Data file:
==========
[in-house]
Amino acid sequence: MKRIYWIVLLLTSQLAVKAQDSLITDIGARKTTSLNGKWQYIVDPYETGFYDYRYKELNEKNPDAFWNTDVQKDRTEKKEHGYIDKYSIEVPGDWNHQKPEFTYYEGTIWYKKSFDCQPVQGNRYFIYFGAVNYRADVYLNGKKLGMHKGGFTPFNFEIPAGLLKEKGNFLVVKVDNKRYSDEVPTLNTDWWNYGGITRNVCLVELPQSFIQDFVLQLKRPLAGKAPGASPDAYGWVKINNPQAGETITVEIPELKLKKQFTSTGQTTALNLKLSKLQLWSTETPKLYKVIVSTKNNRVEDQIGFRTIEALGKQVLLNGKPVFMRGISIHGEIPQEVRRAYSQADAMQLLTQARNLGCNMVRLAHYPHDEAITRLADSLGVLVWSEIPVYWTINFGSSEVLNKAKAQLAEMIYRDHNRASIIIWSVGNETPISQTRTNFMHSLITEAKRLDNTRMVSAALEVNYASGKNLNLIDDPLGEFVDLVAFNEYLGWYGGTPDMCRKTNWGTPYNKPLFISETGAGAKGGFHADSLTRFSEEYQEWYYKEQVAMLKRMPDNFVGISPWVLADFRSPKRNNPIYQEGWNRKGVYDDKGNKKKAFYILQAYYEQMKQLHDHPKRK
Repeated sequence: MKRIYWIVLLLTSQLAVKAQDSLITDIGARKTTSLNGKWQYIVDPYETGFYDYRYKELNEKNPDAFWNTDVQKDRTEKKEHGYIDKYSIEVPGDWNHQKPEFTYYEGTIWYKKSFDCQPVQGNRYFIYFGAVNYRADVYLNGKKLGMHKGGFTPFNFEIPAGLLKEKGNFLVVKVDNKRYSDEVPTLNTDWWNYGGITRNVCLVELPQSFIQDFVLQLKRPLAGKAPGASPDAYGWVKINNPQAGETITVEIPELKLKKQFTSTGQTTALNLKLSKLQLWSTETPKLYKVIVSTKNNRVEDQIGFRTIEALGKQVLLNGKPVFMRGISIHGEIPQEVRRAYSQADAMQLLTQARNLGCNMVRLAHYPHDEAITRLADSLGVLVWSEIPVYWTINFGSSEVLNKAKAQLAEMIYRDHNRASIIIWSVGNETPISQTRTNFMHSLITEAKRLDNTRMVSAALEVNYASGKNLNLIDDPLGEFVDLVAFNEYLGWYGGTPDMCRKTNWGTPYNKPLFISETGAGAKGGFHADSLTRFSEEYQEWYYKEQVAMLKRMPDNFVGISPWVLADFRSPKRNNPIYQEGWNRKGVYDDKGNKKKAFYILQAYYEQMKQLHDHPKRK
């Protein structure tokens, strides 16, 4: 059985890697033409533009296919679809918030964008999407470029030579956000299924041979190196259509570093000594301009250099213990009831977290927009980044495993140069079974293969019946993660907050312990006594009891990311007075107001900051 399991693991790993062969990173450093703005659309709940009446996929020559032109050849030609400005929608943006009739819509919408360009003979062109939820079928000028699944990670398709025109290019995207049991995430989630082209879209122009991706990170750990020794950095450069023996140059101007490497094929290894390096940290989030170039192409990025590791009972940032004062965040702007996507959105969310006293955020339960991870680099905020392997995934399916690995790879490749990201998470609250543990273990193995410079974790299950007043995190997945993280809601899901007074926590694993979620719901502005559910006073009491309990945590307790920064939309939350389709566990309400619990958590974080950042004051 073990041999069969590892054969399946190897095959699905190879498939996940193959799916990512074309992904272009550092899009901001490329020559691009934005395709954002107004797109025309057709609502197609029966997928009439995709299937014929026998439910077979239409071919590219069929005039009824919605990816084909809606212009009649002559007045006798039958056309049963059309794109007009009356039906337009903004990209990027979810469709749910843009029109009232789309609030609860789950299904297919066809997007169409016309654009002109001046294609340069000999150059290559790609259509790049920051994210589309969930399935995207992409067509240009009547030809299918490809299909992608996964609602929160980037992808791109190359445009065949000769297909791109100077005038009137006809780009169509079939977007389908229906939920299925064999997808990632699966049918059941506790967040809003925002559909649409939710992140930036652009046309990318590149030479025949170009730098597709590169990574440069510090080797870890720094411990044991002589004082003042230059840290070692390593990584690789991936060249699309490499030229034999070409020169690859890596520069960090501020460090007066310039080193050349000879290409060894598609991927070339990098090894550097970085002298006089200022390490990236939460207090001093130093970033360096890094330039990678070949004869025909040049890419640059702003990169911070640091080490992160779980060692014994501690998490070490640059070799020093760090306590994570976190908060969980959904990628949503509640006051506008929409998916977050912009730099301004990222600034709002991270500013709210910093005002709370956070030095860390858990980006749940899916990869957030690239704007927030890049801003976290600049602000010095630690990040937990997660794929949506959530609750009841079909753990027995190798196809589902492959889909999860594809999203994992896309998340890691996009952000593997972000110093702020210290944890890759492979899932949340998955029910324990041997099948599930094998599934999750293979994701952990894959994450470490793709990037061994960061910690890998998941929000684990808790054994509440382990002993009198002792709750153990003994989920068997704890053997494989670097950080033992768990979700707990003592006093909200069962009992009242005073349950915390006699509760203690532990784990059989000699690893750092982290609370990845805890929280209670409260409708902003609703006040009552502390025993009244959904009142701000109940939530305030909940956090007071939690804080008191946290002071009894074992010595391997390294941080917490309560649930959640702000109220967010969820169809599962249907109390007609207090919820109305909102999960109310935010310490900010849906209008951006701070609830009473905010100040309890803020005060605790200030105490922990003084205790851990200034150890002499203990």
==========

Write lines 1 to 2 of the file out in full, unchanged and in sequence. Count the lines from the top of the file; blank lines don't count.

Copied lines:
[in-house]
Amino acid sequence: MKRIYWIVLLLTSQLAVKAQDSLITDIGARKTTSLNGKWQYIVDPYETGFYDYRYKELNEKNPDAFWNTDVQKDRTEKKEHGYIDKYSIEVPGDWNHQKPEFTYYEGTIWYKKSFDCQPVQGNRYFIYFGAVNYRADVYLNGKKLGMHKGGFTPFNFEIPAGLLKEKGNFLVVKVDNKRYSDEVPTLNTDWWNYGGITRNVCLVELPQSFIQDFVLQLKRPLAGKAPGASPDAYGWVKINNPQAGETITVEIPELKLKKQFTSTGQTTALNLKLSKLQLWSTETPKLYKVIVSTKNNRVEDQIGFRTIEALGKQVLLNGKPVFMRGISIHGEIPQEVRRAYSQADAMQLLTQARNLGCNMVRLAHYPHDEAITRLADSLGVLVWSEIPVYWTINFGSSEVLNKAKAQLAEMIYRDHNRASIIIWSVGNETPISQTRTNFMHSLITEAKRLDNTRMVSAALEVNYASGKNLNLIDDPLGEFVDLVAFNEYLGWYGGTPDMCRKTNWGTPYNKPLFISETGAGAKGGFHADSLTRFSEEYQEWYYKEQVAMLKRMPDNFVGISPWVLADFRSPKRNNPIYQEGWNRKGVYDDKGNKKKAFYILQAYYEQMKQLHDHPKRK